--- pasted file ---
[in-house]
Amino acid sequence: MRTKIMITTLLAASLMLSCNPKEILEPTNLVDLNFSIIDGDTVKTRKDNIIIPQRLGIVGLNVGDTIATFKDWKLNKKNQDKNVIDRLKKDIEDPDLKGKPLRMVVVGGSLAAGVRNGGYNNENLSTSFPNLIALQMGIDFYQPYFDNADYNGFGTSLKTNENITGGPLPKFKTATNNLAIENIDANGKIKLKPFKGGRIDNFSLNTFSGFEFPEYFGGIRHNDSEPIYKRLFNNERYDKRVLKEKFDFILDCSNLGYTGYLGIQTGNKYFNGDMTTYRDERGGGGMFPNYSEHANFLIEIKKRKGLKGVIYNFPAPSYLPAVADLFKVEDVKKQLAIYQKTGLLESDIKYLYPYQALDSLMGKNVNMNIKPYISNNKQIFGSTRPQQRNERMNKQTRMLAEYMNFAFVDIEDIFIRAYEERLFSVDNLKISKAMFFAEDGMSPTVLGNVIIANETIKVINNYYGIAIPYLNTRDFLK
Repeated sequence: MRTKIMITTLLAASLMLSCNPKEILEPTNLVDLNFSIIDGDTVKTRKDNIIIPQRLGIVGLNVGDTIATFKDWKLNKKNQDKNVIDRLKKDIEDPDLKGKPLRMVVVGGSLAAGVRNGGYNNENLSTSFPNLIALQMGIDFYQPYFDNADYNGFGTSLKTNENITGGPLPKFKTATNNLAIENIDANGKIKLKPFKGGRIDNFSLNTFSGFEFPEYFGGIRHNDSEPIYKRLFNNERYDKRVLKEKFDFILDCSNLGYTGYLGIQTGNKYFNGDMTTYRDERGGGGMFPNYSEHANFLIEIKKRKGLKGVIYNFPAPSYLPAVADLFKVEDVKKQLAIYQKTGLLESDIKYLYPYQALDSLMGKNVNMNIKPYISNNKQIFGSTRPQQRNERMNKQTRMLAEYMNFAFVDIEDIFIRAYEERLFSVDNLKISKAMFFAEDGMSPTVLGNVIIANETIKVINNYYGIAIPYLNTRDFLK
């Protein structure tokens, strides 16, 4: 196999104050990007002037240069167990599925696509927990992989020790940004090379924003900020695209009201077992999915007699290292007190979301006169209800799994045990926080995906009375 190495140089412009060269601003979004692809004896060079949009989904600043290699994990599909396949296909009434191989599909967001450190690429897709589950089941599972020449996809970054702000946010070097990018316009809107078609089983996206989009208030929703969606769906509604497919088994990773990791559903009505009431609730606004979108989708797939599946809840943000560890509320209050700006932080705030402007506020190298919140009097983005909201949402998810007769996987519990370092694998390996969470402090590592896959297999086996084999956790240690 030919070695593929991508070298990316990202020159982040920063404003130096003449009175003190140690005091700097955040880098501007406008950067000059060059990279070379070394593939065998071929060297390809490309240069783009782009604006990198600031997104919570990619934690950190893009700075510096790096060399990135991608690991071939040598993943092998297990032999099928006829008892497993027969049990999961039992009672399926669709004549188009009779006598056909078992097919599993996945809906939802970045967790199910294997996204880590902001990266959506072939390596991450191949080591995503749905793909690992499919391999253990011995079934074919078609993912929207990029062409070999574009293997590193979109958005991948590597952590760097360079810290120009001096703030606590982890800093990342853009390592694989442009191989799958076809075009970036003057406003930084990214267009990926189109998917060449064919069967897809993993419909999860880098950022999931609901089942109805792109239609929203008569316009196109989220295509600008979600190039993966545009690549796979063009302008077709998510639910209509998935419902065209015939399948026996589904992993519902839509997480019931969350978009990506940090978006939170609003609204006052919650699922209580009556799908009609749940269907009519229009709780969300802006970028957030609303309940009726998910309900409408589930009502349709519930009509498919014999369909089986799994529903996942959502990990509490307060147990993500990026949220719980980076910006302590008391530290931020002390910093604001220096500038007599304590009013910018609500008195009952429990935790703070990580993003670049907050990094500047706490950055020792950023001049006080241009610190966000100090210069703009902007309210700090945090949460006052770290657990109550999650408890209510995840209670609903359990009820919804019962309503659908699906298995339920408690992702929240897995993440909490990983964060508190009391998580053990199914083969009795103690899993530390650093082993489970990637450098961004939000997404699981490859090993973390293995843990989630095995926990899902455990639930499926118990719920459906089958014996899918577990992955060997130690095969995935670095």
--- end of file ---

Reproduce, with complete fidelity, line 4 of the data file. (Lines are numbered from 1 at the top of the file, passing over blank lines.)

């Protein structure tokens, strides 16, 4: 196999104050990007002037240069167990599925696509927990992989020790940004090379924003900020695209009201077992999915007699290292007190979301006169209800799994045990926080995906009375 190495140089412009060269601003979004692809004896060079949009989904600043290699994990599909396949296909009434191989599909967001450190690429897709589950089941599972020449996809970054702000946010070097990018316009809107078609089983996206989009208030929703969606769906509604497919088994990773990791559903009505009431609730606004979108989708797939599946809840943000560890509320209050700006932080705030402007506020190298919140009097983005909201949402998810007769996987519990370092694998390996969470402090590592896959297999086996084999956790240690 030919070695593929991508070298990316990202020159982040920063404003130096003449009175003190140690005091700097955040880098501007406008950067000059060059990279070379070394593939065998071929060297390809490309240069783009782009604006990198600031997104919570990619934690950190893009700075510096790096060399990135991608690991071939040598993943092998297990032999099928006829008892497993027969049990999961039992009672399926669709004549188009009779006598056909078992097919599993996945809906939802970045967790199910294997996204880590902001990266959506072939390596991450191949080591995503749905793909690992499919391999253990011995079934074919078609993912929207990029062409070999574009293997590193979109958005991948590597952590760097360079810290120009001096703030606590982890800093990342853009390592694989442009191989799958076809075009970036003057406003930084990214267009990926189109998917060449064919069967897809993993419909999860880098950022999931609901089942109805792109239609929203008569316009196109989220295509600008979600190039993966545009690549796979063009302008077709998510639910209509998935419902065209015939399948026996589904992993519902839509997480019931969350978009990506940090978006939170609003609204006052919650699922209580009556799908009609749940269907009519229009709780969300802006970028957030609303309940009726998910309900409408589930009502349709519930009509498919014999369909089986799994529903996942959502990990509490307060147990993500990026949220719980980076910006302590008391530290931020002390910093604001220096500038007599304590009013910018609500008195009952429990935790703070990580993003670049907050990094500047706490950055020792950023001049006080241009610190966000100090210069703009902007309210700090945090949460006052770290657990109550999650408890209510995840209670609903359990009820919804019962309503659908699906298995339920408690992702929240897995993440909490990983964060508190009391998580053990199914083969009795103690899993530390650093082993489970990637450098961004939000997404699981490859090993973390293995843990989630095995926990899902455990639930499926118990719920459906089958014996899918577990992955060997130690095969995935670095």